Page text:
Evergreen Content

Evergreen content refers to material that is relevant or needed all year round. Child support laws, consumer news regarding identity theft and statistics for businesses relocating to Georgia are all examples of evergreen topics. Evergreen content makes up the bulk of your website. Case studies, how-to guides, white papers and site pages describing your services are all evergreen content types.

Update Content

The article that imaginary Bob wrote in 2014 about the top 5 Georgia exports is evergreen content that needs updating. Anyone can search for “top Georgia exports” at any time. However, if they come across an article that is 3 years old, they are not likely to trust it and move on because a 3-year old blog post is considered old news in Google land. The top 5 exports may have changed. But even if the exports have remained the same, the published date is a dead giveaway that the information has not been updated. Credibility is compromised.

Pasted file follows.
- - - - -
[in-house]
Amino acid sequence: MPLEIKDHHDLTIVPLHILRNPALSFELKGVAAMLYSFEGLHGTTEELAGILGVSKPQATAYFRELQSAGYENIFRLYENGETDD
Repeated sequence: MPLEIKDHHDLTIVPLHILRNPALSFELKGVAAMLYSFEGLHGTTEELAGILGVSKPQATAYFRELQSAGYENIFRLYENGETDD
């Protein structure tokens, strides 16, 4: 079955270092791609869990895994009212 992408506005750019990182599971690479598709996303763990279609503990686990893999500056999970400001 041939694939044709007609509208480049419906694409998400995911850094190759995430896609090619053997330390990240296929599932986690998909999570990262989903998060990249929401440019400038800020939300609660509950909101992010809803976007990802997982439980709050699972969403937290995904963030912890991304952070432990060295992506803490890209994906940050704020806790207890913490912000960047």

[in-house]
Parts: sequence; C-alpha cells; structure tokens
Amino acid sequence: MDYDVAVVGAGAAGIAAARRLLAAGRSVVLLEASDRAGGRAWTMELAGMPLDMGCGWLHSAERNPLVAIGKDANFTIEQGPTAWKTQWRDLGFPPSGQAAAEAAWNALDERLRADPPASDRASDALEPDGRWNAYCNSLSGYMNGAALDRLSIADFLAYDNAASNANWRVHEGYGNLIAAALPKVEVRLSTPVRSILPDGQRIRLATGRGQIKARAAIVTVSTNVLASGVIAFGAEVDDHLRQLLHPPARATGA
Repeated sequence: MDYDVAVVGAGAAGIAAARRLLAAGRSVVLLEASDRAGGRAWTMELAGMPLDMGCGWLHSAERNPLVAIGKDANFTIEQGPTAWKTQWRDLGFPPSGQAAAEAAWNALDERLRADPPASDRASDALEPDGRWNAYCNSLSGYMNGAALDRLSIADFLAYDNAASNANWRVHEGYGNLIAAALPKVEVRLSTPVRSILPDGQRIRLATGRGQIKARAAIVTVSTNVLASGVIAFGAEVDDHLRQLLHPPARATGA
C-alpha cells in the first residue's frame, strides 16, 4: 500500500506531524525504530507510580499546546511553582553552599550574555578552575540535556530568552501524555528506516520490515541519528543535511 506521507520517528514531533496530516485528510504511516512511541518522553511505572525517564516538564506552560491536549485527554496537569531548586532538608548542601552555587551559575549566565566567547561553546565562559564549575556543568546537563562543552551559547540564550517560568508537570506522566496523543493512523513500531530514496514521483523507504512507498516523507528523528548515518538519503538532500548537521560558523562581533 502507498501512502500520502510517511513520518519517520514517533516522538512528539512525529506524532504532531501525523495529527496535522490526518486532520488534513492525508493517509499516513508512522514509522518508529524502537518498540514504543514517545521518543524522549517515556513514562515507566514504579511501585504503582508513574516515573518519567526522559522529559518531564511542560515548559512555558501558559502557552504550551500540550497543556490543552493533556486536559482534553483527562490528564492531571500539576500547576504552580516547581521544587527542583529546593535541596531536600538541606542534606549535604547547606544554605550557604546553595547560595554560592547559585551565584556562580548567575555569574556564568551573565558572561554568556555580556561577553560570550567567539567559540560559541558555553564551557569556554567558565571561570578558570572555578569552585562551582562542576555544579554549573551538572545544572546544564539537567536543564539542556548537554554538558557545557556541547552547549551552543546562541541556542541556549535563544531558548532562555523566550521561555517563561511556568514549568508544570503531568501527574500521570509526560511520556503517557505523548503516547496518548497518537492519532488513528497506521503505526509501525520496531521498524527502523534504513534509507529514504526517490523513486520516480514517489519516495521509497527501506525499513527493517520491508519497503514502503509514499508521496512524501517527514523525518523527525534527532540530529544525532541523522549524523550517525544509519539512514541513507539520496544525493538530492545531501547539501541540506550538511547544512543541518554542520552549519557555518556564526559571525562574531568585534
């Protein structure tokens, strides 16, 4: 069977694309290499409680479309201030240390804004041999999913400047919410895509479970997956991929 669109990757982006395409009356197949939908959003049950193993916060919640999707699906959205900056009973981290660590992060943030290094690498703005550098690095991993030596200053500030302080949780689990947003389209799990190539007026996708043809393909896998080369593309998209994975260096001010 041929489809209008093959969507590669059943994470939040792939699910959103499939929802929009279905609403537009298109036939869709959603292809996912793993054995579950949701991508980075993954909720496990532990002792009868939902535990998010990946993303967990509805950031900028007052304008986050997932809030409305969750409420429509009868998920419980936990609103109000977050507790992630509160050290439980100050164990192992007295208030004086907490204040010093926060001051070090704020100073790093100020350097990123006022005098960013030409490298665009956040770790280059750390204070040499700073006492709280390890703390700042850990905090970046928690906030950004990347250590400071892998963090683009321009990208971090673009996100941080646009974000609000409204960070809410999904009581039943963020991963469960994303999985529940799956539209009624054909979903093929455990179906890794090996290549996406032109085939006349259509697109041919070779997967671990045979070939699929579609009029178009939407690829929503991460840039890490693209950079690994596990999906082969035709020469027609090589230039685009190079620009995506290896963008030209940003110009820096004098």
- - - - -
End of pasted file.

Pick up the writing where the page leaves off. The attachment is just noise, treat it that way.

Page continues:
With your evergreen content, you may already know which posts or topics have been most successful. Refreshing evergreen blog posts with new information or material is a great way to keep the fire burning with content that has already performed well in the past. (School textbooks update content almost every year. They update the content with new, timely examples, and increase the price.) When updating evergreen content, stay focused on tutorials or tips that will be relevant for a long time.

Repurpose Content

Repurposing content is finding multiple ways to reuse a successful article or blog post (keyword: “successful.”) If you find that one of your blog posts is showing up in search more or getting more traffic than other blog posts, take advantage of that. Take the content, research or idea and find multiple ways to reformat it. It’s perfectly fine to stretch the contents of your work to produce other unique blog posts, ebooks, guides, infographics, guest posts, social media posts and more.